Abacha’s son must face trial over return of $625m loot – Supreme Court
Mohammed, son of the late former Head of State, Gen. Sani Abacha, has lost in his bid to frustrate government’s efforts to retrieve funds estimated at billions of naira, allegedly looted by his father.
The Supreme Court yesterday ordered Mohammed to submit himself for trial before the Abuja High Court, in respect of the loot.
Mohammed had gone to the apex court in a bid to upturn the judgment of the Court of Appeal, Abuja, which supported the decision of the Federal Government to subject Mohammed to trial in its bid to recover the funds allegedly looted by his late father, and to which he (Mohammed) allegedly has access.
The Federal Government had filed a charge of 123 counts, bordering on conspiracy, receiving of stolen funds, among others, against him, before the Abuja High Court.
Mohammed refused to plead to the charge. Instead, he approached the Court of Appeal to challenge the legality of his planned trial. He argued that he had complied with the provisions of the Forfeiture of Assets (Certain Persons) Decree No. 53 of 1999.
His lawyer, Joseph Daudu (SAN) argued that having complied with the provisions of the decree, no criminal or civil suit could be brought against Mohammed again.
The Court of Appeal threw out the appeal on the grounds that there was nothing in the provision of Decree No. 53 of 1999 which prevents the Abuja High Court from exercising its judicial power to try Abacha.
Justice Amina Augie, who read the lead judgment at the Court of Appeal, held that the decree did not resolve any criminal issues sought to be determined in the charge against him before the Abuja High Court.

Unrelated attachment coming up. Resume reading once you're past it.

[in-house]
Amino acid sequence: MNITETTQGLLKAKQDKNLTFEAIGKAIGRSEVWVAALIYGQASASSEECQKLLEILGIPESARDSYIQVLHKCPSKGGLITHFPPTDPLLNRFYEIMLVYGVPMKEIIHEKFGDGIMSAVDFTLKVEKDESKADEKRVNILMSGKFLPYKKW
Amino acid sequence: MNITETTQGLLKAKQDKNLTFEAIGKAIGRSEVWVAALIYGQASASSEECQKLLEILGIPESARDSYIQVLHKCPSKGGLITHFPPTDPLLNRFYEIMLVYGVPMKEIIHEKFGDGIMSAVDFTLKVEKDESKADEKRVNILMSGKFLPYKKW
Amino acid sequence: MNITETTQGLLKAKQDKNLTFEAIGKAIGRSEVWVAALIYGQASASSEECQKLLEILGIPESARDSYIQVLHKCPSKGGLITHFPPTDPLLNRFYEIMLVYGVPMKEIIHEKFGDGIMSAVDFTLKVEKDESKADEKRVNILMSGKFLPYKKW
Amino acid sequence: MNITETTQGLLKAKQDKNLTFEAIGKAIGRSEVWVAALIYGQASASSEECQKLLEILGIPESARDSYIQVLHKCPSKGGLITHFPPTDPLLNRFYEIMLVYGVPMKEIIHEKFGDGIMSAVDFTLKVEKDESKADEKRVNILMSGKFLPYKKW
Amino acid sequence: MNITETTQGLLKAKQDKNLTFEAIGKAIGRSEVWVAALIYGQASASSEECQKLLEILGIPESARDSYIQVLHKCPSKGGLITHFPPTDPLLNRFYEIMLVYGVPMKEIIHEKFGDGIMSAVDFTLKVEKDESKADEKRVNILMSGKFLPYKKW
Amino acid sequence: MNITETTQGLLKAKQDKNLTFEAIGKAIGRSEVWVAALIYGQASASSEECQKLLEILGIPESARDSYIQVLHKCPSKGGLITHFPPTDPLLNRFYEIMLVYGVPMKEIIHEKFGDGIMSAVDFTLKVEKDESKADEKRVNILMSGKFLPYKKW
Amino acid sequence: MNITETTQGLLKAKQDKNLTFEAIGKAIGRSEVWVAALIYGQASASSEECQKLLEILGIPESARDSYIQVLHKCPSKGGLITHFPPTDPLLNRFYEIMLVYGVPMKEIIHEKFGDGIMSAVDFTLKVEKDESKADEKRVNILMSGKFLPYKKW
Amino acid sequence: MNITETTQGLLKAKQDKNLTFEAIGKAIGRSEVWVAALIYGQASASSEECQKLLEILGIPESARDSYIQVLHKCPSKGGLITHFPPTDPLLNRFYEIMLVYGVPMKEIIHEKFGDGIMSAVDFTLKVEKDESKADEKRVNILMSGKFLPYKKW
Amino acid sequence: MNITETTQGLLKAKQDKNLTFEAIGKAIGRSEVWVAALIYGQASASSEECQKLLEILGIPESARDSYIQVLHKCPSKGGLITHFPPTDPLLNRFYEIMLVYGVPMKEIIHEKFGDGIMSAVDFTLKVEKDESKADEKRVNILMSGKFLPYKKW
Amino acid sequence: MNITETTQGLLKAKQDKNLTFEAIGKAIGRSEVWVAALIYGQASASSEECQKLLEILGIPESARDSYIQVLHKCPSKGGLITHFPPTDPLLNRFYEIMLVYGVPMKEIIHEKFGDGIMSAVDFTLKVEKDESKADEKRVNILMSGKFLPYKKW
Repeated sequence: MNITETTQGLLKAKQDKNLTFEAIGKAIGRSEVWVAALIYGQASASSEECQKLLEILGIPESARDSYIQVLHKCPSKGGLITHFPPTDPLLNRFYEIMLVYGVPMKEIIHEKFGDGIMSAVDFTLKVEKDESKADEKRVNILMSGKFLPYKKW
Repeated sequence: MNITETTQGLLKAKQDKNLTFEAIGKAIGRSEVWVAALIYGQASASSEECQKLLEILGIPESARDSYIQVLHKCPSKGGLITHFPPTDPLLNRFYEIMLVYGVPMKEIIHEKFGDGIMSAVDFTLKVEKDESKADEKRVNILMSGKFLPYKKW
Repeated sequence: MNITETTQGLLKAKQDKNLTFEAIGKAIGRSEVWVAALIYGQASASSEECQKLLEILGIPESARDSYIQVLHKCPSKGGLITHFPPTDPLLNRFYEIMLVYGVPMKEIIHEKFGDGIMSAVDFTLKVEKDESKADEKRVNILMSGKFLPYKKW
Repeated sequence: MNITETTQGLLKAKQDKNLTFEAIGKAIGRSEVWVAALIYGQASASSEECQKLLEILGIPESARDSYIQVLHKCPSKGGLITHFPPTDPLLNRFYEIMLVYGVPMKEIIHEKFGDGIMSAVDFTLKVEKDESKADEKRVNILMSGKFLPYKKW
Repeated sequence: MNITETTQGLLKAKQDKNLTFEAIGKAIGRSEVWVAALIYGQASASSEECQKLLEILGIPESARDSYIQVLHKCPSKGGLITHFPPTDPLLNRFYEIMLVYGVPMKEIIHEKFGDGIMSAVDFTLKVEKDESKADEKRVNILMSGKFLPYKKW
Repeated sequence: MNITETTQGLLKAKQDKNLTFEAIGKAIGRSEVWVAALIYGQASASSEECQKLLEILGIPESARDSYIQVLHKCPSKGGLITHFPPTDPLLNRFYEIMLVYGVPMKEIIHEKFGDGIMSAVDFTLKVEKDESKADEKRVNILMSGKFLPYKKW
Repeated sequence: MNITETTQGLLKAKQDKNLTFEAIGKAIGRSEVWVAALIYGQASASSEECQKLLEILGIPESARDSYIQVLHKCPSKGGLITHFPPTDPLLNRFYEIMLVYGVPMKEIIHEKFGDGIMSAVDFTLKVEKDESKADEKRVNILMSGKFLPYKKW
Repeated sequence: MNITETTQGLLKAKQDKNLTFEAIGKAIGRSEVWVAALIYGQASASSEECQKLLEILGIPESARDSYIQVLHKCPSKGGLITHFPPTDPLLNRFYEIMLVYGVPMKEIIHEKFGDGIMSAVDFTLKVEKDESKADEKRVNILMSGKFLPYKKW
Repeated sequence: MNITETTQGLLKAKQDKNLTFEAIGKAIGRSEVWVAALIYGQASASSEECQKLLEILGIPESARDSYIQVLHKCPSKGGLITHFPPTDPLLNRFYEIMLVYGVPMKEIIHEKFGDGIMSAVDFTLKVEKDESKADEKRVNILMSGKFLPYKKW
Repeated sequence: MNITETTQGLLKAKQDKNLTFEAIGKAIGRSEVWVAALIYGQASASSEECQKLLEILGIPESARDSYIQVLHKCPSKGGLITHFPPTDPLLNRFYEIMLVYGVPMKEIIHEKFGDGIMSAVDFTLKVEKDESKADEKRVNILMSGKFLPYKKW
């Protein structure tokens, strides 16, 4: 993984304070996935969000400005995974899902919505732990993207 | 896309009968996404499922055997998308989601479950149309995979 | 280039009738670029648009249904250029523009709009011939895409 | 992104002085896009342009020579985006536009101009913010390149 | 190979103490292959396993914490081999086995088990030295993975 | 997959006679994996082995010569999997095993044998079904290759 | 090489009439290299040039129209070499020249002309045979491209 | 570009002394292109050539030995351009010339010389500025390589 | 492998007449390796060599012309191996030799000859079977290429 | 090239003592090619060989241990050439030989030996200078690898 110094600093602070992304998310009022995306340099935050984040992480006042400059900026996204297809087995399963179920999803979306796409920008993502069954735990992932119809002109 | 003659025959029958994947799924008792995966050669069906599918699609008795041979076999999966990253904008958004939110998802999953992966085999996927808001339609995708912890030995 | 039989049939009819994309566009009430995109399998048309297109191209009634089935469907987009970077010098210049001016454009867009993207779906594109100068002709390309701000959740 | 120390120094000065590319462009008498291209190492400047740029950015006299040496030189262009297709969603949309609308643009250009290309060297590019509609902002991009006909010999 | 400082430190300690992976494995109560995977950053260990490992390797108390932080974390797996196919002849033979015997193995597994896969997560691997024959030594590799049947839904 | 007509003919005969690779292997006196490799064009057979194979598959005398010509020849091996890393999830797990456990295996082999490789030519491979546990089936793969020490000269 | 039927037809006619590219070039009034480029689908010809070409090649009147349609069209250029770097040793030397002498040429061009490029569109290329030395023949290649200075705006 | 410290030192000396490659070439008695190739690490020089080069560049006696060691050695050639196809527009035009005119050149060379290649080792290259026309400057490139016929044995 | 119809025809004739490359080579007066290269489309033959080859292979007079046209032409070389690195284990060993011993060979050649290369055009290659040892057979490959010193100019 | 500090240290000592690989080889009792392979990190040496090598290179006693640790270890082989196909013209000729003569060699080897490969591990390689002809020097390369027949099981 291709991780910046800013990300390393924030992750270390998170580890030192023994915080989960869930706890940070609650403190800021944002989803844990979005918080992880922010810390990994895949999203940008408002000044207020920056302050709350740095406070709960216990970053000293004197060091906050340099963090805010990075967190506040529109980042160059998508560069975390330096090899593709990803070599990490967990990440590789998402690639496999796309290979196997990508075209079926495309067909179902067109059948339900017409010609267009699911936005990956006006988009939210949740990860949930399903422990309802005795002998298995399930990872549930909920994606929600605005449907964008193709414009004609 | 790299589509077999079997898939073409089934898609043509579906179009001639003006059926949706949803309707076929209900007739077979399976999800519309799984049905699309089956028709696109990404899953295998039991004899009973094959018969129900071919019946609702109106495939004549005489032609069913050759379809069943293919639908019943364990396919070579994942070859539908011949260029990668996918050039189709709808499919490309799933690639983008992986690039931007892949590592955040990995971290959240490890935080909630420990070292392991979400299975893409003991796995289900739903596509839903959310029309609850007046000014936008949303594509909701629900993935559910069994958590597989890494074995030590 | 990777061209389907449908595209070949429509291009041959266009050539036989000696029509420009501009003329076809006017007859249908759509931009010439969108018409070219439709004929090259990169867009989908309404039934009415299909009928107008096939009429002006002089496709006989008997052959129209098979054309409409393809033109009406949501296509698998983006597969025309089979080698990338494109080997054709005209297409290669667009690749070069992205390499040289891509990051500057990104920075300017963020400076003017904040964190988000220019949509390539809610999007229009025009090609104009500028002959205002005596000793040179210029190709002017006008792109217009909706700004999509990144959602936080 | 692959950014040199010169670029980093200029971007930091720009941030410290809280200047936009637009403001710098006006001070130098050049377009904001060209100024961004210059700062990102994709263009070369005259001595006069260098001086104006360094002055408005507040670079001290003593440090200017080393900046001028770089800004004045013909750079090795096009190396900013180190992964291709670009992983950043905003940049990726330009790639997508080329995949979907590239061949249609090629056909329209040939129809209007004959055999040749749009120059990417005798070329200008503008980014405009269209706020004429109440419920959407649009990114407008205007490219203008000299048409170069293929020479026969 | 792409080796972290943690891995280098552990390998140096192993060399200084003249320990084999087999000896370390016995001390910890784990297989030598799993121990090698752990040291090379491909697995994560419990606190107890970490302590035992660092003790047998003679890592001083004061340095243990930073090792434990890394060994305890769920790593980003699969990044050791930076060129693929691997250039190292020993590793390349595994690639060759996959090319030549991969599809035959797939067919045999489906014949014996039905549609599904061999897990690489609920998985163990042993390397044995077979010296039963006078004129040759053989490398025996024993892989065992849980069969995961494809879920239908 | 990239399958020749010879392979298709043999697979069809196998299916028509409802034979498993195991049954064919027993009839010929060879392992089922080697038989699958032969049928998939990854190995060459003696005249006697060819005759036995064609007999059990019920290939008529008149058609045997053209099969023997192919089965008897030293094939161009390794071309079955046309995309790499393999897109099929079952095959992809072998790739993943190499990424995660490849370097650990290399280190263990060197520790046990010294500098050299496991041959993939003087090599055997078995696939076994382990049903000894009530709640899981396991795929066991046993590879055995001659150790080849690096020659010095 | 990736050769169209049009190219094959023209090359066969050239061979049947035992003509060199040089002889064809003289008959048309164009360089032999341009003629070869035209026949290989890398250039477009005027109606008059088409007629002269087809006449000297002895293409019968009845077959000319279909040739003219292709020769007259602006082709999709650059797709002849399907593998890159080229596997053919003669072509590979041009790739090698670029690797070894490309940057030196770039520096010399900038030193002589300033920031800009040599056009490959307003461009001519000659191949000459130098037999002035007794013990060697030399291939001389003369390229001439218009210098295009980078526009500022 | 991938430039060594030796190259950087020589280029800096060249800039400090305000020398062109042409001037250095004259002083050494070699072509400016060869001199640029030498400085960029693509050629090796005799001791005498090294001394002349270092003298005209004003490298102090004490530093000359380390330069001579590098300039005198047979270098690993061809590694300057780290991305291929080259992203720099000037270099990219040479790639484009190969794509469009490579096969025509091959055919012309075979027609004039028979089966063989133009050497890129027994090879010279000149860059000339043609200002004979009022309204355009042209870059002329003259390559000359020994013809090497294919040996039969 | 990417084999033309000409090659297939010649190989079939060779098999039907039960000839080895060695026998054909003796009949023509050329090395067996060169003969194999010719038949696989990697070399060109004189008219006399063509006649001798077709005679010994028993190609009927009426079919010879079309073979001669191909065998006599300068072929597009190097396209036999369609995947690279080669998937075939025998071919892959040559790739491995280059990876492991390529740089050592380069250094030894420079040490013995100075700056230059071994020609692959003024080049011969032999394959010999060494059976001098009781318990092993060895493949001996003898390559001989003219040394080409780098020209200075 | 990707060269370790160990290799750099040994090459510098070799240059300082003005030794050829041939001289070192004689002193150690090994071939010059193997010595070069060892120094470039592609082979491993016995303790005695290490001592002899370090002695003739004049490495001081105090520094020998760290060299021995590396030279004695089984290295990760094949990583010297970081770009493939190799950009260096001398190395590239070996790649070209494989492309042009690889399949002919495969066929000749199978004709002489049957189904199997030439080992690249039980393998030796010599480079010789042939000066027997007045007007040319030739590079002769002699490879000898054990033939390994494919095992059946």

The Court of Appeal also held that Decree No.53 did not confer any immunity on Mohammed. He appealed the decision to the Supreme Court.
In its judgment yesterday, read by Justice Oluwakayode Ariwoola, the Supreme Court ordered Mohammed to return to the trial court to take his plea and possibly plead a no case submission, if he so wishes.
The apex court held that had the late Gen. Abacha been alive today and outside office, he would be liable to prosecution.
The court noted that Mohammed was charged with offences against the state, and that forfeiture order made in relation to Decree 53 was just a punishment, which cannot earn him indemnity against trial.
The court held that the immunity enjoyed by his late father while in office cannot work for the son. The apex court was of the view that the immunity enjoyed by his father expired when he exited office, in accordance with the provisions of Section 308 of the Constitution.